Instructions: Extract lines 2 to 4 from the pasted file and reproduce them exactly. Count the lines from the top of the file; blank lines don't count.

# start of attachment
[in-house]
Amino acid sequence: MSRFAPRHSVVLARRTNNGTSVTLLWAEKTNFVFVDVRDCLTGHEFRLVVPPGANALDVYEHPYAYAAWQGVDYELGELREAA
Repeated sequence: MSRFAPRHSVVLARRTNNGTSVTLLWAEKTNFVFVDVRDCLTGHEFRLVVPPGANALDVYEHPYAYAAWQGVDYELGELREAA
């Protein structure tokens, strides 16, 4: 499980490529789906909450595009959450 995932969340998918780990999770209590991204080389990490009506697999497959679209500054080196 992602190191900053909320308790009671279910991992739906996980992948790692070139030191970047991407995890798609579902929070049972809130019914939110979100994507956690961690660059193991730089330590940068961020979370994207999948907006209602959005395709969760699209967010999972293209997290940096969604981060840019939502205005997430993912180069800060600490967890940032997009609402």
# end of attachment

Amino acid sequence: MSRFAPRHSVVLARRTNNGTSVTLLWAEKTNFVFVDVRDCLTGHEFRLVVPPGANALDVYEHPYAYAAWQGVDYELGELREAA
Repeated sequence: MSRFAPRHSVVLARRTNNGTSVTLLWAEKTNFVFVDVRDCLTGHEFRLVVPPGANALDVYEHPYAYAAWQGVDYELGELREAA
């Protein structure tokens, strides 16, 4: 499980490529789906909450595009959450 995932969340998918780990999770209590991204080389990490009506697999497959679209500054080196 992602190191900053909320308790009671279910991992739906996980992948790692070139030191970047991407995890798609579902929070049972809130019914939110979100994507956690961690660059193991730089330590940068961020979370994207999948907006209602959005395709969760699209967010999972293209997290940096969604981060840019939502205005997430993912180069800060600490967890940032997009609402």